Julian Barbour

Julian Barbour (born 1937) is a British physicist with research interests in quantum gravity and the history of science.

Since receiving his Ph.D. degree on the foundations of Einstein’s general theory of relativity at the University of Cologne in 1968, Barbour has supported himself and his family without an academic position, working part-time as a translator. He resides near Banbury, England.

His 1999 book The End of Time advances timeless physics: the controversial view that time, as we perceive it, does not exist as anything other than an illusion, and that a number of problems in physical theory arise from assuming that it does exist. He argues that we have no evidence of the past other than our memory of it, and no evidence of the future other than our belief in it. „Change merely creates an illusion of time, with each individual moment existing in its own right, complete and whole.“ He calls these moments „Nows“. It is all an illusion: there is no motion and no change. He argues that the illusion of time is what we interpret through what he calls „time capsules“, which are „any fixed pattern that creates or encodes the appearance of motion, change or history“.

Barbour’s theory goes further in scepticism than the block universe theory, since it denies not only the passage of time, but the existence of an external dimension of time. Physics orders „Nows“ by their inherent similarity to each other. That ordering is what we conventionally call a time ordering, but does not come about from „Nows“ occurring at specific times, since they do not occur, nor does it come about from their existing unchangingly along the time axis of a block universe, but it is rather derived from their actual content.

The philosopher J. M. E. McTaggart reached a similar conclusion in his 1908 The Unreality of Time.

Barbour also researches Machian physics, a related field. The Machian approach requires physics to be constructed from directly observable quantities. In standard analytical dynamics a system’s future evolution can be determined from a state consisting of particle positions and momenta (or instantaneous velocities). The Machian approach eschews the momenta/instantaneous velocities, which are not directly observable, and so needs more than one „snapshot“ consisting of positions only. This relates to the idea of snapshots, or „Nows“ in Barbour’s thinking on time.

Along with physicist Bruno Bertotti, Barbour developed a technique called „best matching“ for deriving gravitational equations directly from astronomical measurements of objects’ spatial relations with each other. Published in 1982, the method describes gravitational effects as accurately as Einstein’s general relativity, but without the need for a „background“ grid of spacetime. According to physicist David Wiltshire at the University of Canterbury in New Zealand, such a truly Machian or relational approach could explain the appearance of an accelerated expansion of the universe without invoking a causative agent such as dark energy.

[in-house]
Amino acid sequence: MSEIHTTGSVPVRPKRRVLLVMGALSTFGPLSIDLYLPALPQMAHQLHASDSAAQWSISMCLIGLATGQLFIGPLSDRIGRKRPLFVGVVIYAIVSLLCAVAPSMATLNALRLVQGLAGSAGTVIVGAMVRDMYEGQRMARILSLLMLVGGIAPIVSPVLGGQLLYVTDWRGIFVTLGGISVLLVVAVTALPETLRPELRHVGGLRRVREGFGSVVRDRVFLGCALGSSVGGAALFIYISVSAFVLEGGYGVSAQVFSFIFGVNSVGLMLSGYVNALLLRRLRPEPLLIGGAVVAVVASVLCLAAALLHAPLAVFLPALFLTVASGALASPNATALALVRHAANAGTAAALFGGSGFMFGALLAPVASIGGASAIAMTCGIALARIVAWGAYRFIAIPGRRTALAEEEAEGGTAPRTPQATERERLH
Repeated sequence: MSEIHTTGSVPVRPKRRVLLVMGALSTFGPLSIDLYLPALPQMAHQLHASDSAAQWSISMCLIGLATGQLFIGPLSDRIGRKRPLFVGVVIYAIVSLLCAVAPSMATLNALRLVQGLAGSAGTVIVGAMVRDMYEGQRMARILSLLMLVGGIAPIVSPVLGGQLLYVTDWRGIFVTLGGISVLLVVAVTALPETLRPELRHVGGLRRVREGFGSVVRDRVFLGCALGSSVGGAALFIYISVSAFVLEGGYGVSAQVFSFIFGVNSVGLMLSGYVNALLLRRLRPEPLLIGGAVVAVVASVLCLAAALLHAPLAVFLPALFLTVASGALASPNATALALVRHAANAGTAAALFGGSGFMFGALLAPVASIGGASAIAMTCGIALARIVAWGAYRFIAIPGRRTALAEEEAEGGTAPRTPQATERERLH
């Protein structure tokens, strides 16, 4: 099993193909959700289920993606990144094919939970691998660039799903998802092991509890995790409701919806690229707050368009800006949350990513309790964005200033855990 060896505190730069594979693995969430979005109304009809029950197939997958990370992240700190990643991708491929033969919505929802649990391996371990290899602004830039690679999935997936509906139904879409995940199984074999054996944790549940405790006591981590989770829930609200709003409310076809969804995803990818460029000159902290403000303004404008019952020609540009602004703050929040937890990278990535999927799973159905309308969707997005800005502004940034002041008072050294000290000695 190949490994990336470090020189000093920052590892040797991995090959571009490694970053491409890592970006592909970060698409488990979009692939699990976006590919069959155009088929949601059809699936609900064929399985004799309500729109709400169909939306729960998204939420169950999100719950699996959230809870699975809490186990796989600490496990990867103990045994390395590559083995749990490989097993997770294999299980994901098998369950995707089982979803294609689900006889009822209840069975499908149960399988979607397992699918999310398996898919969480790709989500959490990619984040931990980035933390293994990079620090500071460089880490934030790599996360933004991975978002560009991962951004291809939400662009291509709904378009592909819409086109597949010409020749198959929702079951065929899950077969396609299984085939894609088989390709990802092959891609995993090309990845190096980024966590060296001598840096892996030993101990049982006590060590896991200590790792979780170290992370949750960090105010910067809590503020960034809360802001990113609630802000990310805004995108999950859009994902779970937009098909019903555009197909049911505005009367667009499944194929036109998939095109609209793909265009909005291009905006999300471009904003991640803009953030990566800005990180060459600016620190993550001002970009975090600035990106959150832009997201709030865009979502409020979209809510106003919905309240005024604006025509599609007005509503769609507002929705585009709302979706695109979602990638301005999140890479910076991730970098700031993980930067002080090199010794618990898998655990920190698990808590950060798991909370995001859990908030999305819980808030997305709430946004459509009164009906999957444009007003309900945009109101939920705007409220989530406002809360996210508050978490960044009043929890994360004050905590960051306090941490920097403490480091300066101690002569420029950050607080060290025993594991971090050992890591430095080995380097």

Theoretical physicist Lee Smolin repeatedly refers to Barbour’s ideas in his books. However Smolin is usually highly critical of Barbour’s ideas, since Smolin is a proponent of a realist theory of time, where time is real and not a mere illusion as Barbour suggests.

In his 2013 book, Time Reborn, Smolin argues for the view that time is both real and fundamental.

Smolin reasons that physicists have improperly rejected the reality of time because they confuse their mathematical models—which are timeless but deal in abstractions that do not exist—with reality. Smolin hypothesizes instead that the very laws of physics are not fixed, but that they actually evolve over time.

Theoretical physicist Sean Carroll has criticized Barbour and all physicists who adhere to a „timeless-view“ of the universe. Carroll does not seem so much opposed to the idea, as he finds it useless for physics:

The problem is not that I disagree with the timelessness crowd, it’s that I don’t see the point. I am not motivated to make the effort to carefully read what they are writing, because I am very unclear about what is to be gained by doing so. If anyone could spell out straightforwardly what I might be able to understand by thinking of the world in the language of timelessness, I’d be very happy to re-orient my attitude and take these works seriously.

Carroll, however, does seem to hold the view that time is real, although he questions if time is a fundamental or emergent property:

The “reality” of something is only an interesting issue if it’s a well-defined concept whose actual existence is in question, like Bigfoot or supersymmetry. For concepts like “time,” which are unambiguously part of a useful vocabulary we have for describing the world, talking about “reality” is just a bit of harmless gassing. They may be emergent or fundamental, but they’re definitely there. […] Temperature and pressure didn’t stop being real once we understood them as emergent properties of an underlying atomic description. The question of whether time is fundamental or emergent is, on the other hand, crucially important. I have no idea what the answer is (and neither does anybody else). Modern theories of fundamental physics and cosmology include both possibilities among the respectable proposals.